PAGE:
Hitting is actually one of the most difficult skills in all of sports and should be a major goal for every player. It takes being coachable and working hard to figure out what training tools and techniques work for every individual baseball player. All baseball hitters need the basic fundamentals, technique, and form to be successful.
Hitting coaches have a difficult job because no two hitters are completely alike. There are general instructions, but no set technique for all baseball hitters to follow because there is such a variety of styles and hitting approaches. A simple and even small change can often make a large difference in making contact with the ball. For example, one baseball hitter might need to shorten their stance while another needs to widen their stance. The Myosource Kinetic Bands can help that coach get the best physical performance out of his players so that he can concentrate on teaching the fundamentals of hitting. The lower body product will help with a hitters leg strength while the upper body can help with quicks hands, an intricate part of getting around on a fastball or saving a hitters at bat even if they are off balance on an off-speed pitch.
A baseball hitter's stance must always be balanced and comfortable to help prepare for any type of pitch thrown. In a stance, a baseball hitter’s weight should be shifted back, with the hands around the top of the strike zone and a little off of the shoulder. All hitters must know the adequate amount of distance to have from the plate and how deep to stand in the batter's box. Often, a player will stand deep in the box to give more time for swinging reaction, but standing farther up in the batter’s box can help a hitter make contact with a breaking pitch or change up. Hitters also have to decide whether the stance will be open, closed, or squared, with the feet parallel to home plate. Many batting coaches believe the square stance allows a hitter the best opportunity to make contact with the ball by striding and swinging in a timely manner.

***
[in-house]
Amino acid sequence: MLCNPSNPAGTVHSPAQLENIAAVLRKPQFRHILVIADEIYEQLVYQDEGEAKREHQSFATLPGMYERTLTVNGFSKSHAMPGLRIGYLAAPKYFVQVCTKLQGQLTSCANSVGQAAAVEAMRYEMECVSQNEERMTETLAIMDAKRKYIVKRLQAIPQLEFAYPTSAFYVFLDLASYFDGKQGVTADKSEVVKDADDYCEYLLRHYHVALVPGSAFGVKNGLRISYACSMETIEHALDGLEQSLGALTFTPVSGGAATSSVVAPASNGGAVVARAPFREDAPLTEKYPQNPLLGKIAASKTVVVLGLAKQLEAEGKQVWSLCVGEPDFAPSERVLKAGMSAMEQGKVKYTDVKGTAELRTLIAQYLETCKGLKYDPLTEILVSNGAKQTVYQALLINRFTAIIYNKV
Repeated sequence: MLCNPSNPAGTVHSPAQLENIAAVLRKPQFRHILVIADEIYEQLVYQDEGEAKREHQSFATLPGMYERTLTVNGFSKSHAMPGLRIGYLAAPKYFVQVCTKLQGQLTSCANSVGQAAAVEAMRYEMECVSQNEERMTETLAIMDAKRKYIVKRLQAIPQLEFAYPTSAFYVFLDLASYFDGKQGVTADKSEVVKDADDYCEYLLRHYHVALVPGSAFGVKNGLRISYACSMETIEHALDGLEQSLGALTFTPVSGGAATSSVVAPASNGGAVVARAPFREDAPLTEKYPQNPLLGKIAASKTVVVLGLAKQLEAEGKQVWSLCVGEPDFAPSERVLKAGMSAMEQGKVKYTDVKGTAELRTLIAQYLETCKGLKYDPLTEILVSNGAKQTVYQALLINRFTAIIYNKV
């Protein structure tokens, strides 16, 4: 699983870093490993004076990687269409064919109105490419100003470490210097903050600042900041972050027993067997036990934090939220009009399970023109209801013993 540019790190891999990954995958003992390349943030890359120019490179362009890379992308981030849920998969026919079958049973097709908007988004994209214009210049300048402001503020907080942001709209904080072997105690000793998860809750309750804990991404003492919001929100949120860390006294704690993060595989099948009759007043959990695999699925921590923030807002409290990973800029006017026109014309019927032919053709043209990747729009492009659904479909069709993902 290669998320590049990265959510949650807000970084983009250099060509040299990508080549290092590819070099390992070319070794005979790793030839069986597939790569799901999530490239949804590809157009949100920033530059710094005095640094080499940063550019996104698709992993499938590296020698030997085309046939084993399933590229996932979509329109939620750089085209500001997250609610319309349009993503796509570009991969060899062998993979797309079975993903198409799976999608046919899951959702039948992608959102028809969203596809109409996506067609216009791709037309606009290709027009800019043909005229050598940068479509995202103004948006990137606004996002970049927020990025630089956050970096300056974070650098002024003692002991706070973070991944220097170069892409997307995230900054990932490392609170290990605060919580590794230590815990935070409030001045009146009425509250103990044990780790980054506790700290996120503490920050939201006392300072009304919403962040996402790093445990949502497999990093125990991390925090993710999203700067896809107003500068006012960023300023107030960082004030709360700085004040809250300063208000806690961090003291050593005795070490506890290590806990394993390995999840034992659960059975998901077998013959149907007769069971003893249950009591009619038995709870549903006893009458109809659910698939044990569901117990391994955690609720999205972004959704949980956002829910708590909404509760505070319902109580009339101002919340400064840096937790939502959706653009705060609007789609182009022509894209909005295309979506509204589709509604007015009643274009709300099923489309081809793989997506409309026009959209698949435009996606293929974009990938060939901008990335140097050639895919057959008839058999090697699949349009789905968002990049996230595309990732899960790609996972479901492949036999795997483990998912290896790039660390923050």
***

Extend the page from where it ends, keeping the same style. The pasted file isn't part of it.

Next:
A baseball hitter’s stride comes prior to the swing and is often performed when the weight is taken off of the back leg. Baseball hitters lose power when the weight is brought forward at the wrong time, making them unable to utilize the strength in the hip rotation for a powerful swing. Often times, a more experienced player will combine the stride and the swing, making it look simultaneous even though the foot is planted split seconds before the swing occurs.
After the hitter sets up the stance and performs the stride they are prepared to take a swing at the ball. During the swing, the hitter’s weight shifts from the back leg and the foot and knee rotates forward. The front foot stays put, the front leg remains strong, and the hips open as the hitter pivots the back foot, transferring power from the lower body to the upper body. It is important for the hands to be at the top of the strike zone and close to the body to prevent the hitter from swinging up or swinging too soon. After making contact with the ball, the hitter's wrists will roll all the way through and result in a hard hit.